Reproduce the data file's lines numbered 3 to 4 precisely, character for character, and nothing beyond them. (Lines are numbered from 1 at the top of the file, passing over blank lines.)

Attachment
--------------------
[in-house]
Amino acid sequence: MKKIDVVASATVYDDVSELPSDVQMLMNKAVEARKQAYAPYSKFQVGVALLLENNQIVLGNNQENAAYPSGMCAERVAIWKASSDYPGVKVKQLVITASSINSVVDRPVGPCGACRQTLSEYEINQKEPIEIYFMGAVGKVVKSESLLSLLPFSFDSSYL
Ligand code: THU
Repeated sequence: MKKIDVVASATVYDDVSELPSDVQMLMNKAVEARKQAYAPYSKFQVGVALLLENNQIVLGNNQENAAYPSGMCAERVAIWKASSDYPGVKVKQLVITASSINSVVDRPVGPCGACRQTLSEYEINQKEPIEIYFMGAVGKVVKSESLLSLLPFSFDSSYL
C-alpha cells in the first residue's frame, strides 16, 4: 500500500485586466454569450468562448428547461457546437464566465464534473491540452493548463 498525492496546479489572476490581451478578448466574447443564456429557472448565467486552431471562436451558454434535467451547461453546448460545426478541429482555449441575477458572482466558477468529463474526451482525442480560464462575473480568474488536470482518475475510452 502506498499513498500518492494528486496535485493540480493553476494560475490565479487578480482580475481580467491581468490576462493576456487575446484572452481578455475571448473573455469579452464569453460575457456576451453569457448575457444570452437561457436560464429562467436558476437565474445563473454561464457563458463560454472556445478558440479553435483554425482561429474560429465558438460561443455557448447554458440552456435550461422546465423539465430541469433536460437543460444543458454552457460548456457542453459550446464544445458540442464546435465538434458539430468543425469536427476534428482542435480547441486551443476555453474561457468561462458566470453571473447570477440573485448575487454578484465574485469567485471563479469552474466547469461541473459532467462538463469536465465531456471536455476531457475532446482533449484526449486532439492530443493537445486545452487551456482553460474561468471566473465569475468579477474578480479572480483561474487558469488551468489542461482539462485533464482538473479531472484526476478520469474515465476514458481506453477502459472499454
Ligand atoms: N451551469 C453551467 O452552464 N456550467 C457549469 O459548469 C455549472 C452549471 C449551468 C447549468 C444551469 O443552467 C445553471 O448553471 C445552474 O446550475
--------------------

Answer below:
Ligand code: THU
Repeated sequence: MKKIDVVASATVYDDVSELPSDVQMLMNKAVEARKQAYAPYSKFQVGVALLLENNQIVLGNNQENAAYPSGMCAERVAIWKASSDYPGVKVKQLVITASSINSVVDRPVGPCGACRQTLSEYEINQKEPIEIYFMGAVGKVVKSESLLSLLPFSFDSSYL